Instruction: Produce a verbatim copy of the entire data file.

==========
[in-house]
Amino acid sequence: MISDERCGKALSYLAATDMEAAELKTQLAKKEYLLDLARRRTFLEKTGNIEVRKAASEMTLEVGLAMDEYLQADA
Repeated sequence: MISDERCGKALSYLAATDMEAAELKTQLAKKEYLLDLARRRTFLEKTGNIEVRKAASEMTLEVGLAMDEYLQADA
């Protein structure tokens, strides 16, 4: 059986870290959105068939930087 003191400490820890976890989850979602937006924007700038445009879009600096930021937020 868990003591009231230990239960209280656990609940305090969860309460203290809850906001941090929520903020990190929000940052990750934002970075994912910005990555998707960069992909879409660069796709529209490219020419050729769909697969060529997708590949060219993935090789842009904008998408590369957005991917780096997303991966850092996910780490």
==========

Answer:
[in-house]
Amino acid sequence: MISDERCGKALSYLAATDMEAAELKTQLAKKEYLLDLARRRTFLEKTGNIEVRKAASEMTLEVGLAMDEYLQADA
Repeated sequence: MISDERCGKALSYLAATDMEAAELKTQLAKKEYLLDLARRRTFLEKTGNIEVRKAASEMTLEVGLAMDEYLQADA
């Protein structure tokens, strides 16, 4: 059986870290959105068939930087 003191400490820890976890989850979602937006924007700038445009879009600096930021937020 868990003591009231230990239960209280656990609940305090969860309460203290809850906001941090929520903020990190929000940052990750934002970075994912910005990555998707960069992909879409660069796709529209490219020419050729769909697969060529997708590949060219993935090789842009904008998408590369957005991917780096997303991966850092996910780490």